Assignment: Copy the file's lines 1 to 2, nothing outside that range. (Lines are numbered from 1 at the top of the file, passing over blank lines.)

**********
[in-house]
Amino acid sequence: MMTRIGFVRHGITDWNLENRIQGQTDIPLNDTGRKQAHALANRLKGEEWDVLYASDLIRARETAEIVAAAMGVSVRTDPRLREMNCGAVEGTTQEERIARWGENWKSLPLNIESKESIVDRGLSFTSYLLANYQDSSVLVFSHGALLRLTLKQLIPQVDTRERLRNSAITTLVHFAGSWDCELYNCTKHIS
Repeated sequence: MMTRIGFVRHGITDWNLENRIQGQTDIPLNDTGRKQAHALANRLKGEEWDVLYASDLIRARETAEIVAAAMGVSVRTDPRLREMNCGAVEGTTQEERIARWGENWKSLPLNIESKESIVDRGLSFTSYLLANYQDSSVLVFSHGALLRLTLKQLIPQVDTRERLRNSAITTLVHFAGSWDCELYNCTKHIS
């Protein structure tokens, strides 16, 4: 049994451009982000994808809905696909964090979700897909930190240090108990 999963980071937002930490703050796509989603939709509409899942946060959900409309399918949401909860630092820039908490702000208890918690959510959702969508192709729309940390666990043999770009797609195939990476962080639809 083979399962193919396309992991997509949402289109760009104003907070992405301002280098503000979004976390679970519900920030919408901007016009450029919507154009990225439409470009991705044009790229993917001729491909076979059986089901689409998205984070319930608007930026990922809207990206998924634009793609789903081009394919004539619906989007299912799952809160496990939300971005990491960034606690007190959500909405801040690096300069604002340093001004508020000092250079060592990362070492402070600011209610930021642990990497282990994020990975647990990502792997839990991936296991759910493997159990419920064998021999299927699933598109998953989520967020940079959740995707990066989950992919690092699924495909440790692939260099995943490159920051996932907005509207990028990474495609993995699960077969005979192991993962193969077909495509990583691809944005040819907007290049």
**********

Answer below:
[in-house]
Amino acid sequence: MMTRIGFVRHGITDWNLENRIQGQTDIPLNDTGRKQAHALANRLKGEEWDVLYASDLIRARETAEIVAAAMGVSVRTDPRLREMNCGAVEGTTQEERIARWGENWKSLPLNIESKESIVDRGLSFTSYLLANYQDSSVLVFSHGALLRLTLKQLIPQVDTRERLRNSAITTLVHFAGSWDCELYNCTKHIS